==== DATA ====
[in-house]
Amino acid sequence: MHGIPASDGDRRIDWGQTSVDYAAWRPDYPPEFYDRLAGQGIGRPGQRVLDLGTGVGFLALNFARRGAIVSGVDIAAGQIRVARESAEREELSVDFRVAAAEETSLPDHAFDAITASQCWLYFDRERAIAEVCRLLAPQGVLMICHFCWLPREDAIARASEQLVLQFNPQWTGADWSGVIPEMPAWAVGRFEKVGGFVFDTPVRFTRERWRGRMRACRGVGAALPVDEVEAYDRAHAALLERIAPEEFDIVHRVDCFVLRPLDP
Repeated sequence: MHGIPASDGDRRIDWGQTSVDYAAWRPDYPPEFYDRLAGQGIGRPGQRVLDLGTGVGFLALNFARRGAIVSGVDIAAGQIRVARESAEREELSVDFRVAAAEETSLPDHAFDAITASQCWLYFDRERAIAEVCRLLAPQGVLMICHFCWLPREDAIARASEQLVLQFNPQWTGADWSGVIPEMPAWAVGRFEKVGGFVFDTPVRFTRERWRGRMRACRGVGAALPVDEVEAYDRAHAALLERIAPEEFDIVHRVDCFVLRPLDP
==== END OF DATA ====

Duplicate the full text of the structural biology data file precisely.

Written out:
[in-house]
Amino acid sequence: MHGIPASDGDRRIDWGQTSVDYAAWRPDYPPEFYDRLAGQGIGRPGQRVLDLGTGVGFLALNFARRGAIVSGVDIAAGQIRVARESAEREELSVDFRVAAAEETSLPDHAFDAITASQCWLYFDRERAIAEVCRLLAPQGVLMICHFCWLPREDAIARASEQLVLQFNPQWTGADWSGVIPEMPAWAVGRFEKVGGFVFDTPVRFTRERWRGRMRACRGVGAALPVDEVEAYDRAHAALLERIAPEEFDIVHRVDCFVLRPLDP
Repeated sequence: MHGIPASDGDRRIDWGQTSVDYAAWRPDYPPEFYDRLAGQGIGRPGQRVLDLGTGVGFLALNFARRGAIVSGVDIAAGQIRVARESAEREELSVDFRVAAAEETSLPDHAFDAITASQCWLYFDRERAIAEVCRLLAPQGVLMICHFCWLPREDAIARASEQLVLQFNPQWTGADWSGVIPEMPAWAVGRFEKVGGFVFDTPVRFTRERWRGRMRACRGVGAALPVDEVEAYDRAHAALLERIAPEEFDIVHRVDCFVLRPLDP